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Date of last update: 8/24/2017.

Forum Name: Antidepressants

Question: wellbutrin & acetylcholine

 Anonymous - Wed Jul 11, 2007 3:45 pm

hi, i started taking wellbutrin a few days ago and recently read that it has moderate anticholinergic effects. this isn't something i would particularly want as im taking this for ADD and depression. i was considering taking a choline supplement (my inital posting was to ask how this would react with the wellbutrin) but then i came apon this:

The efficacy, benefits and negative side effects of these supplements is a topic of continuing debate; research in the New England Journal of Medicine[citation needed] has suggested that choline supplements could have a detrimental effect on individuals who suffer from clinical depression or bipolar disorder, who seem to be hypersensitive to acetylcholine.

will wellbutrin will negativily effect my intelligence and concentration, and if there is anything i can do to prevent lower levels of acetylcholine?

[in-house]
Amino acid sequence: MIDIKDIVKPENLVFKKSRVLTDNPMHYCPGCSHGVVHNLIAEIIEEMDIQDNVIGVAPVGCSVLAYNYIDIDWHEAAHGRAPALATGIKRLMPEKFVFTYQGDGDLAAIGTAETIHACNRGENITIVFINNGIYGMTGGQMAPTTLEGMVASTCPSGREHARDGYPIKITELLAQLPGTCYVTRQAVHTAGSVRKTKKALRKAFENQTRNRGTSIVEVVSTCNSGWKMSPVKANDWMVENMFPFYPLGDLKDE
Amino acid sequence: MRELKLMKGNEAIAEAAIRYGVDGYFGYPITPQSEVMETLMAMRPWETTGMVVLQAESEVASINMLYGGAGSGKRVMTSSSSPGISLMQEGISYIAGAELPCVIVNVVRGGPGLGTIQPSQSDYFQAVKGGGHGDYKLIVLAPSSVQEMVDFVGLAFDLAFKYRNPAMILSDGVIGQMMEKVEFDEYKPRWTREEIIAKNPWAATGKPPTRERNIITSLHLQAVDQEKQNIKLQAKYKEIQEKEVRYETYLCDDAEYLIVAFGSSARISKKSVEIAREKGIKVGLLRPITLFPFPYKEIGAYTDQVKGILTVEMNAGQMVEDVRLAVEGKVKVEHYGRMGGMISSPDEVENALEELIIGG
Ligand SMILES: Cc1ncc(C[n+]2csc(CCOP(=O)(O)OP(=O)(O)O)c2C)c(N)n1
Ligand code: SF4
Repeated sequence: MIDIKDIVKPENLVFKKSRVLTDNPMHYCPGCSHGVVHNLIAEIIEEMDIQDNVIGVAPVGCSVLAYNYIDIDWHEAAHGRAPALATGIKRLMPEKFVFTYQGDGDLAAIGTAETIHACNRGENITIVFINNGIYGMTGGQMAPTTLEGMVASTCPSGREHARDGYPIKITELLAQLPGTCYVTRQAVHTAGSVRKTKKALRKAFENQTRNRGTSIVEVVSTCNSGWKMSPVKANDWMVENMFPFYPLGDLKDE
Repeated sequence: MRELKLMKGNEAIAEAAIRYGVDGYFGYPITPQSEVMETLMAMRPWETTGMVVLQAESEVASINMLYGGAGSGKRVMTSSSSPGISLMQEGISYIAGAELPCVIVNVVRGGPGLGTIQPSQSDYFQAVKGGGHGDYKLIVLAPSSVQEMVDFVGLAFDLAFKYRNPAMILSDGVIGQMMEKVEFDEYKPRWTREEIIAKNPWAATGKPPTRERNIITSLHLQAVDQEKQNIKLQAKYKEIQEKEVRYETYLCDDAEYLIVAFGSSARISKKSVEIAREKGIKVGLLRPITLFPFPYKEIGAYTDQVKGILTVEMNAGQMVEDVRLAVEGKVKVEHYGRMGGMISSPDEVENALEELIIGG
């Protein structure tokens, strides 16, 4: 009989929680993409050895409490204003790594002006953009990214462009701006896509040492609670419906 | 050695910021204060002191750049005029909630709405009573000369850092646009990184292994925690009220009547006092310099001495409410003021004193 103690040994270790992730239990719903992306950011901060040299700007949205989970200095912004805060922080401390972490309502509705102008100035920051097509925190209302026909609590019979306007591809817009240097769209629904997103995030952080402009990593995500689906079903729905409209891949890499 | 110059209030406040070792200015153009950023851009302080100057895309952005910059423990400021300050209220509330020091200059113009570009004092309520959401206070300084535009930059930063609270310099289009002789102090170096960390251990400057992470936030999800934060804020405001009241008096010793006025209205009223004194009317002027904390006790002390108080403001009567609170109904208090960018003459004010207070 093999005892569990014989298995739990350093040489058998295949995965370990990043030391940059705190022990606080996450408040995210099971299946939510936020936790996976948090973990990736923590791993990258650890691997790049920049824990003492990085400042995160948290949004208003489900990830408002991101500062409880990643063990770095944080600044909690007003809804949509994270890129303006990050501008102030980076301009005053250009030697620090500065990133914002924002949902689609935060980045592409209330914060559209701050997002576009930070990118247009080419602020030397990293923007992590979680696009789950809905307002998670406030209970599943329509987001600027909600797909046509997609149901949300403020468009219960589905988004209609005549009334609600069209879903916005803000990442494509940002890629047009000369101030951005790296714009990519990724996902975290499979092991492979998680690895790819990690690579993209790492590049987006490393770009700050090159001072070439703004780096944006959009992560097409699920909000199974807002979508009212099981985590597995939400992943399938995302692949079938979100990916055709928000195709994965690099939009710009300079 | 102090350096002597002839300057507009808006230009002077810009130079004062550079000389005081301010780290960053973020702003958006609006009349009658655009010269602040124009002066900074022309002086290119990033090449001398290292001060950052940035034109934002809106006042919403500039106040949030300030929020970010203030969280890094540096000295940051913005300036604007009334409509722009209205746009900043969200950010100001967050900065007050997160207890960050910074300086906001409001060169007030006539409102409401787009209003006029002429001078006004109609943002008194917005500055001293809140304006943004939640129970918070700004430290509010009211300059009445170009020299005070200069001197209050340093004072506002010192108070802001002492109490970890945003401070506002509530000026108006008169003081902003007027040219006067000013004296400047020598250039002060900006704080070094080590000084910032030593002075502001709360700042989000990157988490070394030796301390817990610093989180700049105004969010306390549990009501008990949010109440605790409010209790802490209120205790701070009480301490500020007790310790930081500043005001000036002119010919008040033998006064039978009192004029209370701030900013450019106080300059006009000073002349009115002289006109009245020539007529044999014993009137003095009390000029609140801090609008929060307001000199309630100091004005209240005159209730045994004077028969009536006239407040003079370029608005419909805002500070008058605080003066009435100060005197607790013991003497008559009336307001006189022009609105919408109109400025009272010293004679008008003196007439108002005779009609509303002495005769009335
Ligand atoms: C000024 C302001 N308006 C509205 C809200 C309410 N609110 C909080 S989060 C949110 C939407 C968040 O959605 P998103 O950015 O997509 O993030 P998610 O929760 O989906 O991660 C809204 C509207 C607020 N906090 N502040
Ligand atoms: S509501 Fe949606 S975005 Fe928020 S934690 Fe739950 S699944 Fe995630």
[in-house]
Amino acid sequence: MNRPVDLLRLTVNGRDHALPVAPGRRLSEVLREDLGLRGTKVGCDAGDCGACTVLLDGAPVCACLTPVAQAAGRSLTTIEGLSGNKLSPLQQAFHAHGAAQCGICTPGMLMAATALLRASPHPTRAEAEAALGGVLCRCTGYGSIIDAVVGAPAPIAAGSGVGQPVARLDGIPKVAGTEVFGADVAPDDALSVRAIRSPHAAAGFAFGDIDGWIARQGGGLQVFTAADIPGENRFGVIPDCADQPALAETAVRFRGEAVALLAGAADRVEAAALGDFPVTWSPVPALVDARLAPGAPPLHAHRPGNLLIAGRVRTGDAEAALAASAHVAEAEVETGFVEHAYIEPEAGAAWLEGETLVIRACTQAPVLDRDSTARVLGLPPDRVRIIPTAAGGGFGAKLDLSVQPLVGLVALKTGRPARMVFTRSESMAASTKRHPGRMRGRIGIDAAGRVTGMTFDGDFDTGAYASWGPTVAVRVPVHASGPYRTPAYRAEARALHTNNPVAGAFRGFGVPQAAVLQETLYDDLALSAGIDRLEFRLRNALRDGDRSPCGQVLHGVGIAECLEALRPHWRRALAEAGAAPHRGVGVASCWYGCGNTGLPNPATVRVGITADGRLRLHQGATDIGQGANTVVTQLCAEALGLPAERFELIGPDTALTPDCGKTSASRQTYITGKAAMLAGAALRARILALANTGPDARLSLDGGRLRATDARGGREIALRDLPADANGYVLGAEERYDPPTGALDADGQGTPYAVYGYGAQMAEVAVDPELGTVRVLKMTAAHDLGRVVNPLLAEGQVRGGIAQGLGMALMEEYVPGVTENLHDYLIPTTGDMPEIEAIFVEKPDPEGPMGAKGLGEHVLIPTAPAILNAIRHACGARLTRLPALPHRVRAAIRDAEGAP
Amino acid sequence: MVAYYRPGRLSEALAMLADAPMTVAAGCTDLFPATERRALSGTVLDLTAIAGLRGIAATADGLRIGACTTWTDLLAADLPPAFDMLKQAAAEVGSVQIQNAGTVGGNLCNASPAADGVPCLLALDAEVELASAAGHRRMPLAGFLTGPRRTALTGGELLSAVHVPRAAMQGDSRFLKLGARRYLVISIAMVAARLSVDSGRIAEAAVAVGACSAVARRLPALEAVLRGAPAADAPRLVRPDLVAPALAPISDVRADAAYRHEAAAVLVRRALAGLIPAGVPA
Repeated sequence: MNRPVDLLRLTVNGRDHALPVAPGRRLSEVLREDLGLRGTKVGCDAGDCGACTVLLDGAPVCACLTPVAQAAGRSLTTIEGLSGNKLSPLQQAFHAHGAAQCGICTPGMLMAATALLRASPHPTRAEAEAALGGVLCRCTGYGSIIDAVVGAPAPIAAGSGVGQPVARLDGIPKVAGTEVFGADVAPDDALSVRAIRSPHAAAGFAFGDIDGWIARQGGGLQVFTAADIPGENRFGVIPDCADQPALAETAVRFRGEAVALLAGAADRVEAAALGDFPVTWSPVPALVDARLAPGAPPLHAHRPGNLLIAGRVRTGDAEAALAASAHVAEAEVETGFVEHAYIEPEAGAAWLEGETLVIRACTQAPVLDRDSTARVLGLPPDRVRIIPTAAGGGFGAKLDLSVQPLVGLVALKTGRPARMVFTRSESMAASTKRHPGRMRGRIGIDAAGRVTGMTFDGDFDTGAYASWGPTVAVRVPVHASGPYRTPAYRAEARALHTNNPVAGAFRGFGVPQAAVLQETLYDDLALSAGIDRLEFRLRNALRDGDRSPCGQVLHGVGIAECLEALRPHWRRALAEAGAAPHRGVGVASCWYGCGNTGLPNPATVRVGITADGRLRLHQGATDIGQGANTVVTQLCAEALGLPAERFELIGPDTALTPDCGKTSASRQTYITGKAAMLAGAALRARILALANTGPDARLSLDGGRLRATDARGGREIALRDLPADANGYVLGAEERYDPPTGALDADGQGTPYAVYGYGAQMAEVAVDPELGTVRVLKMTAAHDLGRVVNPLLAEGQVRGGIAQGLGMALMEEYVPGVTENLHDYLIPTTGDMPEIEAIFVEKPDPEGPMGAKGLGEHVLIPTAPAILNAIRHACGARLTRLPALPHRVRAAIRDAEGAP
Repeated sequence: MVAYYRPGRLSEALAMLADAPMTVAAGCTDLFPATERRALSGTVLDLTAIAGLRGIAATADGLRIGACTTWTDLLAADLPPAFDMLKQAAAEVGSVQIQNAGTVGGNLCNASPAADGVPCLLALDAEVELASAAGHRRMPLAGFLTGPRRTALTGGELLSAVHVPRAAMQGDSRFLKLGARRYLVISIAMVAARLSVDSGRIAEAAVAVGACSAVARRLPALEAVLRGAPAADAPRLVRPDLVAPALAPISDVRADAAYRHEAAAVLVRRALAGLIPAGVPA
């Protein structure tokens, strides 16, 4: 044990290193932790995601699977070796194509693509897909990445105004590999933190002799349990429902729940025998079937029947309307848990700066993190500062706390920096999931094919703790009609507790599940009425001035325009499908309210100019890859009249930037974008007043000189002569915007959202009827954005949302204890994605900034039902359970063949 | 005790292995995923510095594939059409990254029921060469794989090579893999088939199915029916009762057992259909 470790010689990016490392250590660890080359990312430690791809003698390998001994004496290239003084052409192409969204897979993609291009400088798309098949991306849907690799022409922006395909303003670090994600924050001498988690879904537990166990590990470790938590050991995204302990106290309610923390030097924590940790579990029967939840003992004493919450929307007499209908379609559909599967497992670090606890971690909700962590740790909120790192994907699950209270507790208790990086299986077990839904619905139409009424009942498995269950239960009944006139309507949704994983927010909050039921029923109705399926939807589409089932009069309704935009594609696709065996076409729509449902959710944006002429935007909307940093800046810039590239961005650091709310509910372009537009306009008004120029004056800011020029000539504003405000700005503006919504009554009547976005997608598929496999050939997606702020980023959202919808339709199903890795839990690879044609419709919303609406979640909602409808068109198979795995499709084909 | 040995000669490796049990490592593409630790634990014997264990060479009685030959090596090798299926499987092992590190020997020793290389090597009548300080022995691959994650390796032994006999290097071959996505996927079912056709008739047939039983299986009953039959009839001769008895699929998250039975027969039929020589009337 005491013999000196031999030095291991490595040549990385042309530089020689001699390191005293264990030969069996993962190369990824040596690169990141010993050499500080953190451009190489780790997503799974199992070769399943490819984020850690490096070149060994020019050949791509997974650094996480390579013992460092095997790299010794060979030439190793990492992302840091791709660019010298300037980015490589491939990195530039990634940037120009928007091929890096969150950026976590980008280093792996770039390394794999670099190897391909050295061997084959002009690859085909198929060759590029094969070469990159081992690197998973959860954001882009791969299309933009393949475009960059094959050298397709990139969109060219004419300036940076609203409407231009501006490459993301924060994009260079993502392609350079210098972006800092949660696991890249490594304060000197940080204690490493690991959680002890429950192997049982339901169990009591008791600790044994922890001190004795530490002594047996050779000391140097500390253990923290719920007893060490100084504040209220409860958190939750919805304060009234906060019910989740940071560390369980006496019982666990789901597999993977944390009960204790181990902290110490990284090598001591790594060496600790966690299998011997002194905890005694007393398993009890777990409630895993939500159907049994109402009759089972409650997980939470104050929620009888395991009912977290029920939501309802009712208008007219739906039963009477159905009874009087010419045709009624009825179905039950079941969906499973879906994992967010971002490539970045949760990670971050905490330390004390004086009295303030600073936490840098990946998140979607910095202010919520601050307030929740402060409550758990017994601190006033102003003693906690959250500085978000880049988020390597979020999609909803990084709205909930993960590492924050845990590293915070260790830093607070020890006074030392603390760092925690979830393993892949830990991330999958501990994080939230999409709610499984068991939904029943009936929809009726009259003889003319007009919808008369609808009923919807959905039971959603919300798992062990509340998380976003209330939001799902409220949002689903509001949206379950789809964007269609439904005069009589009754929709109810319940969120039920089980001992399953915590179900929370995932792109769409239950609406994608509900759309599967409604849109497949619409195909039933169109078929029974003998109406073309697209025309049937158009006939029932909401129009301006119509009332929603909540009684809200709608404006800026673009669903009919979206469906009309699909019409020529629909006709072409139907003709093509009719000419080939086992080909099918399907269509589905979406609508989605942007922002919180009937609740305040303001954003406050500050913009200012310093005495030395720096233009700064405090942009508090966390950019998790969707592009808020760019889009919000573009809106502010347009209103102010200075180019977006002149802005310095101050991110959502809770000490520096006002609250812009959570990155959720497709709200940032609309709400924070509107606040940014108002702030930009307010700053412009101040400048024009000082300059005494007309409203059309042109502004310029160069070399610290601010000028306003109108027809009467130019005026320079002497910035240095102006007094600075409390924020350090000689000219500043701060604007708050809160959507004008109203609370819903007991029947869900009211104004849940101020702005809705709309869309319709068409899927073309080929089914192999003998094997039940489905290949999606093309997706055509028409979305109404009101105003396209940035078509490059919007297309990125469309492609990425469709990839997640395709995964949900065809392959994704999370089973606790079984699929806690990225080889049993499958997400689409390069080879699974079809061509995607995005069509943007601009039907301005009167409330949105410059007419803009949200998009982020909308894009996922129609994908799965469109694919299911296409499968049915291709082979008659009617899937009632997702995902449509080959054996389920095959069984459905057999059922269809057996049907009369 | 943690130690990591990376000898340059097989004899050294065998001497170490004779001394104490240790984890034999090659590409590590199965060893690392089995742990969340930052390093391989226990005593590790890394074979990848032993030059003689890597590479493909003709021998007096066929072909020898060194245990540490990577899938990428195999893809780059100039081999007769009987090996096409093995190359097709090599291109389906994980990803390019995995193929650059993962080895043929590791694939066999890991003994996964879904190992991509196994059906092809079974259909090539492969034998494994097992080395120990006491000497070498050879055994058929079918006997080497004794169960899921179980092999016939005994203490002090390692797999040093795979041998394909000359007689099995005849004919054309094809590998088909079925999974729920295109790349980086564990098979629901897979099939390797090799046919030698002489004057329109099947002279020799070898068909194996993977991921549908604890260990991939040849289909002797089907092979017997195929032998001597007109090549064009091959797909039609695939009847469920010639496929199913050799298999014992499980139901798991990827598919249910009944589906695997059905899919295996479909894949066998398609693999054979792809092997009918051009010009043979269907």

i've been taking it for two days and i already kind of feel kind of dumbed down a bit. im making simple mistakes and forgetting words. a problem which seems to spring of from time to time anyway, perhaps due to some supplement im taking. thanks in advance
 Dr. K. Eisele - Sat Jul 14, 2007 1:53 am

User avatar Banjo:

Actually Wellbutrin has much less anticholinergic effect than other antidepressants. It is known to be helpful for attention deficit disorders as well. According to your source, it is the choline that would be doing the "dumbing-down," not the antidepressant.

Attention deficit disorders respond to dopamine and norepinephrine, and maybe serotonin, but mainly dopamine. Wellbutrin is a dopamine and norepinephrine reuptake inhibitor, which means that it causes more dopamine and norepinephrine to be available to help the attention problem.

The happy coincidence (if you believe in coincidence, anyway--I don't) is that depression responds to norepinephrine, dopamine, and especially serotonin.

Acetylcholine opposes/moderates dopamine transmission, in some parts of the brain. An excellent example that demonstrates the relationship between dopamine and acetylcholine is the difference between Parkinson's disease and Huntington's Chorea. An oversimplified explanation is that in Parkinson's disease dopamine is deficient. In Huntington's chorea, acetylcholine is deficient. One of the lead-in symptoms of Parkinson's disease is depression.

Hope this is helpful.

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